6 OU Learning Design The term learning Design describes a field of educational research and development that seeks to enhance the processes involved in designing, describing and sharing learning activities, to support educators design practices. Learning design at the OU is characterised by 3 principles: Mechanisms to encourage design conversations across disciplines and expert roles The use of tools and instruments as a means of describing and sharing design The use of information and data to inform the conceptual tools and frameworks that guide the decision-making process OU Learning Design workshops are seen to support the creative design process: By providing a common language and set of representations so that individuals or teams can better express and discuss their own ideas; By providing activities that frame and focus discussion, and collaborative deign decision-making and; By creating an opportunity for stakeholders to come together and share knowledge and experience, and co-create new, informed and innovative approaches to learning and teaching. To support the learning design workshops, the OU has introduced a toolkit of Learning Design resources and activities which can be used to help stimulate discussion and design thinking around some common design challenges. The OU s online Learning Design tools are designed to support teams engage in collaborative design activity, make their own design more visible, and more easily and openly search for and borrow from examples of good practice. The tools provide: Interactive visual representations of modules and qualifications Functionality that supports collaboration, sharing and reuse of designs; and Mechanisms for flagging, browsing and describing good practice. OU administrative Learning Design data is: Systematically collected across all modules; However, it has only recently been a formal requirement for this information to be completed, so it is sometimes inaccurate and incomplete.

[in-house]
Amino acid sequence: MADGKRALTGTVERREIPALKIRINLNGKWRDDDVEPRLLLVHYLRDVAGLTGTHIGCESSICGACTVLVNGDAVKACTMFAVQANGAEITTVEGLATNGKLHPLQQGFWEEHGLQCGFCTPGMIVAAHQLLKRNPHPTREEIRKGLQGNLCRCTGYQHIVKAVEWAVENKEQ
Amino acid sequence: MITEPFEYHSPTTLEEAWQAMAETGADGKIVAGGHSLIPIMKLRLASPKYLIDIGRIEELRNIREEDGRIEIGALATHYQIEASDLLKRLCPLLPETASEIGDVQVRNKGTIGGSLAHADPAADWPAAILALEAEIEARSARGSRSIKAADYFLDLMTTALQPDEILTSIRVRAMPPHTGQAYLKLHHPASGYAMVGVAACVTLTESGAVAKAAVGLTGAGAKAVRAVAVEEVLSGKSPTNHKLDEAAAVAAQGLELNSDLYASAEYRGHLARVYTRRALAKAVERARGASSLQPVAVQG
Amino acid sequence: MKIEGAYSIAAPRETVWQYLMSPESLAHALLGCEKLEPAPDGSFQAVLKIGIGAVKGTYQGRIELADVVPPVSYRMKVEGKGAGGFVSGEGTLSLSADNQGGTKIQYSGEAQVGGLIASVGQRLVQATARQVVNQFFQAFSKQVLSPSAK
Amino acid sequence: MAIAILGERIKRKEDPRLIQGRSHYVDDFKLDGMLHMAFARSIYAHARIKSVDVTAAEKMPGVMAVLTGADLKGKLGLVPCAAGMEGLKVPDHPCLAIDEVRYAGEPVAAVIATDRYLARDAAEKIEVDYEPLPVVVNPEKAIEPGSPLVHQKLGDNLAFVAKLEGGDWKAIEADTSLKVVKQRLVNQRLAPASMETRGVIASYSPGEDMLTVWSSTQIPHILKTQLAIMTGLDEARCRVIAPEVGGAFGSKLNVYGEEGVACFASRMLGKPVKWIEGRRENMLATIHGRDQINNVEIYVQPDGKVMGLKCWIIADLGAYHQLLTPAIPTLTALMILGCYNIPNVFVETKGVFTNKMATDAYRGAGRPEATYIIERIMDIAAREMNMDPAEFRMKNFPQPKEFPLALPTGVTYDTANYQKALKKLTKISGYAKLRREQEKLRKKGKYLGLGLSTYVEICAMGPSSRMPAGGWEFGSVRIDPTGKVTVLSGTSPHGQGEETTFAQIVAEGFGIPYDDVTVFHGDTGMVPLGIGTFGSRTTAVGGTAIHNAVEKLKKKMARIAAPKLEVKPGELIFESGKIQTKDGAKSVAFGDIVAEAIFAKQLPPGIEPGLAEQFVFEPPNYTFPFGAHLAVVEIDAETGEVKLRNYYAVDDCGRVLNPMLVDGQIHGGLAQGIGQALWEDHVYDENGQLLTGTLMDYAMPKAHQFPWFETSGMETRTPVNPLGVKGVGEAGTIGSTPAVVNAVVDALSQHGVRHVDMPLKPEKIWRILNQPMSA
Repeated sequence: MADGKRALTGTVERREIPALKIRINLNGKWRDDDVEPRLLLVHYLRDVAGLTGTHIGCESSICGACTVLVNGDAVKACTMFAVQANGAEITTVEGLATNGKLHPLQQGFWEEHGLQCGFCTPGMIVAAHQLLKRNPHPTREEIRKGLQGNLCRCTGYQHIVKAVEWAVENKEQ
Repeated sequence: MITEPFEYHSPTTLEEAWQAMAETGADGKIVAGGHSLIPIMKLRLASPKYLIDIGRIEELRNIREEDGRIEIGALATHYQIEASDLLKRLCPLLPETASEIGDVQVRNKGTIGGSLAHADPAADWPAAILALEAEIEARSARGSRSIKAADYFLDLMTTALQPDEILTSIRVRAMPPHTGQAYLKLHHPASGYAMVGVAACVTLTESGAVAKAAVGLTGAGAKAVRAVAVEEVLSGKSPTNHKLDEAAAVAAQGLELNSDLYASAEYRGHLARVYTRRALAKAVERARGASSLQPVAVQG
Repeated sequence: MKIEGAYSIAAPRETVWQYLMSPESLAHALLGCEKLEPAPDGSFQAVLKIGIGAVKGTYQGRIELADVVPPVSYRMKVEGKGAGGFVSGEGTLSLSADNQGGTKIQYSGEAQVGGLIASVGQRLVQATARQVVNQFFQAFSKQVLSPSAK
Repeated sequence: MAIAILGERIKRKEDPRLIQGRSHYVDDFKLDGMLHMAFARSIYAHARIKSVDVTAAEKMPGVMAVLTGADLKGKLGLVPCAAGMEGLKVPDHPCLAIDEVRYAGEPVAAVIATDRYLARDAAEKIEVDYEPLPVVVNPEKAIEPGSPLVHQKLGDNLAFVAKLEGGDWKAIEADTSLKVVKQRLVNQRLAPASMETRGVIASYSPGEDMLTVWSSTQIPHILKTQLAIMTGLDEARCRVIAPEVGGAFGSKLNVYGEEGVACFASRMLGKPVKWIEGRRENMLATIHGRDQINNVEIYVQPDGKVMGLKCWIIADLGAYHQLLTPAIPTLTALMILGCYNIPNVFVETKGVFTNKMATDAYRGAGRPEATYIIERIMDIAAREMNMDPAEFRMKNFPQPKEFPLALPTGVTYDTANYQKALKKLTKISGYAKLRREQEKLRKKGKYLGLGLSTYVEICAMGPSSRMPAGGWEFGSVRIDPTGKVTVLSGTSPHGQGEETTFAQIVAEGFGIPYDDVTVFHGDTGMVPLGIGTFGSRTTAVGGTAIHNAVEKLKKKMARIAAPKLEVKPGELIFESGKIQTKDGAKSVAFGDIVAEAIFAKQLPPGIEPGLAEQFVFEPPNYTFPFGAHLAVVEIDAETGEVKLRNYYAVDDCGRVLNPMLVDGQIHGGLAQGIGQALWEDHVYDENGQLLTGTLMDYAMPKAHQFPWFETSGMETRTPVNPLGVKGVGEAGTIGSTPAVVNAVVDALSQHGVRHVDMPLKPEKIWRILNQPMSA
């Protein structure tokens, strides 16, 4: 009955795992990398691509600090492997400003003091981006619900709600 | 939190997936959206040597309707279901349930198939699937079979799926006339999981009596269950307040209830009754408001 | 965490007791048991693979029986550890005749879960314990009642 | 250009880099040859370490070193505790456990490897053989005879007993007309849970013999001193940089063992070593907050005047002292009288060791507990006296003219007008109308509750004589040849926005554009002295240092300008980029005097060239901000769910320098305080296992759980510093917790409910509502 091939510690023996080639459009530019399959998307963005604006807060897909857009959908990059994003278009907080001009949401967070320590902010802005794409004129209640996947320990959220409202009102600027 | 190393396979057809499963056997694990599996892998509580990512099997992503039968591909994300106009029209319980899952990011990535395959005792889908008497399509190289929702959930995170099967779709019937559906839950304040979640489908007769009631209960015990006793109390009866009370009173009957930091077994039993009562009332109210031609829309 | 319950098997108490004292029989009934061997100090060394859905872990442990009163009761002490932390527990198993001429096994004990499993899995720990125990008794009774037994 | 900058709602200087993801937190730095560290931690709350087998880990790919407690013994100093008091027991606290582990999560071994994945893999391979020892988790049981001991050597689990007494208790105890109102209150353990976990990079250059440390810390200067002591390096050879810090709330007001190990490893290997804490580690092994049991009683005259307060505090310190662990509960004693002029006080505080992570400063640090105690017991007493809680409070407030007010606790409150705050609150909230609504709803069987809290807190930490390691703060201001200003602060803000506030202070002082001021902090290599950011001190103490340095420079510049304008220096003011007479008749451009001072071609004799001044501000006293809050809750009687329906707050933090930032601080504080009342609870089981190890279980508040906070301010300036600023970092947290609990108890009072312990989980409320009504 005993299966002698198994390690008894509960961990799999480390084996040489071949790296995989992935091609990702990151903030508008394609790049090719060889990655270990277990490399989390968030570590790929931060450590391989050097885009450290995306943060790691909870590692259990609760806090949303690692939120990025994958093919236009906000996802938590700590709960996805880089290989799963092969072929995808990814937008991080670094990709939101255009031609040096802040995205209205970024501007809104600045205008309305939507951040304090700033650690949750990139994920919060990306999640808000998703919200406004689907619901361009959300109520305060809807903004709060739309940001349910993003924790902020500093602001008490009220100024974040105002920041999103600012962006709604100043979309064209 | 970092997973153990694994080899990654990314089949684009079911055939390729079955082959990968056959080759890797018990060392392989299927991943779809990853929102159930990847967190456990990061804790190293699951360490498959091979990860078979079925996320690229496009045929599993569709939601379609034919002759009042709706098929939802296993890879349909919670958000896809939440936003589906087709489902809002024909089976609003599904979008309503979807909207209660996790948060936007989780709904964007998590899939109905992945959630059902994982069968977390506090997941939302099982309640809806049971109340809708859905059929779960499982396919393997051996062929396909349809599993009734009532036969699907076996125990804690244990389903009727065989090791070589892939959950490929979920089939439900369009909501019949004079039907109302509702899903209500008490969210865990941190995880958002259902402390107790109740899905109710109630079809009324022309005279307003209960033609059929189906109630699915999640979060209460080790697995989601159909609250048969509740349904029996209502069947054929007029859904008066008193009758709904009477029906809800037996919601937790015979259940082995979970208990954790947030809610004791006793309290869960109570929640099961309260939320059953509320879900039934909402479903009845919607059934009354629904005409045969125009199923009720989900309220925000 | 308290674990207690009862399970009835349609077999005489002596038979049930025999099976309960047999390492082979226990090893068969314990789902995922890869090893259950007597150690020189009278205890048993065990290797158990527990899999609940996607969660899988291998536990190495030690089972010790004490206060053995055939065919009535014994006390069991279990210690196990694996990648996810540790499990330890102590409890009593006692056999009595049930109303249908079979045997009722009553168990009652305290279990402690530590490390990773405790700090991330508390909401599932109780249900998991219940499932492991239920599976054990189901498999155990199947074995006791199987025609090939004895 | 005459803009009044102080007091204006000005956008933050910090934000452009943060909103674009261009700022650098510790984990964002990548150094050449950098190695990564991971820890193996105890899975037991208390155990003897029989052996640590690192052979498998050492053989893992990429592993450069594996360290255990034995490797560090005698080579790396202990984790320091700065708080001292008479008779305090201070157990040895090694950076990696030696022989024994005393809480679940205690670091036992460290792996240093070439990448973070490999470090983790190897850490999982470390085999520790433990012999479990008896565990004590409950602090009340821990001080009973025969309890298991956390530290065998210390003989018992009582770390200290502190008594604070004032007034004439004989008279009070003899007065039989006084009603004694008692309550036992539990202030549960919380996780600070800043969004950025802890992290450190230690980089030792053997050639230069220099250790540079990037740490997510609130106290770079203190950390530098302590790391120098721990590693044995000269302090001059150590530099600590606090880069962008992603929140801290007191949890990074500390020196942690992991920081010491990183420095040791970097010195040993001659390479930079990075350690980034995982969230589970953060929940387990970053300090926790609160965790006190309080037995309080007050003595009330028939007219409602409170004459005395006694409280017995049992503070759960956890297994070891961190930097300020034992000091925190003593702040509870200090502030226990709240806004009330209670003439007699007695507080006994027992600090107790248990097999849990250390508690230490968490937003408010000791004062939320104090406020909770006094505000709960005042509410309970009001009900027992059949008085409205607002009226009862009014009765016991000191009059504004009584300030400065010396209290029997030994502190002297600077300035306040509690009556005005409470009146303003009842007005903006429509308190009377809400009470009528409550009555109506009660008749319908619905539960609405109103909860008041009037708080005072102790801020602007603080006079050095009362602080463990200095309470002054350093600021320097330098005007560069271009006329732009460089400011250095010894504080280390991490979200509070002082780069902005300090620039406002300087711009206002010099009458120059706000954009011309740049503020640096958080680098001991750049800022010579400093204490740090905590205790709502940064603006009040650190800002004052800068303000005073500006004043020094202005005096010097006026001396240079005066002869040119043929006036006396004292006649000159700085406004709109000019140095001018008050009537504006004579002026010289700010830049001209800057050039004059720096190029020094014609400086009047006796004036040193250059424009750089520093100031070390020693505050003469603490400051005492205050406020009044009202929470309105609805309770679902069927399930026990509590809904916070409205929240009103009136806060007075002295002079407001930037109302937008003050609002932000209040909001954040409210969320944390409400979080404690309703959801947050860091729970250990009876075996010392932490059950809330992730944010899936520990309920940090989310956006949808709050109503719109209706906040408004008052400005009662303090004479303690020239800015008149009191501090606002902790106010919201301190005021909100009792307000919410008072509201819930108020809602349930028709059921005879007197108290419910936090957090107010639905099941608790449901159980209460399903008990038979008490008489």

7 Current Practice Annual Quality Review Learning Design Reviews Survey Results Module Changes
8 Student Experience on a Module (SEaM) 2015 Analysis of Overall Satisfaction 1 Background to the Project 2 Analysis to Date 3 Students Satisfaction Modelling 4 Next steps
9 Undergraduate Students Factor Analysis: Key Findings (1)
10 Postgraduate Students Factor Analysis: Key Findings (2)
11 Key Driver Analysis Findings (1) Institutional reporting of SEaM survey results adoption of reporting of the key factors is considered as an alternative to the KPI s with UG/PG results separated. If KPI s remain then KPI-01 (satisfaction with quality) is reconsidered as the main indicator of student satisfaction - KPI-08 is suggested as an alternative. Question 36 (satisfaction with assessment) and Q13 (module contribution to qualification aim) are considered as additional KPIs.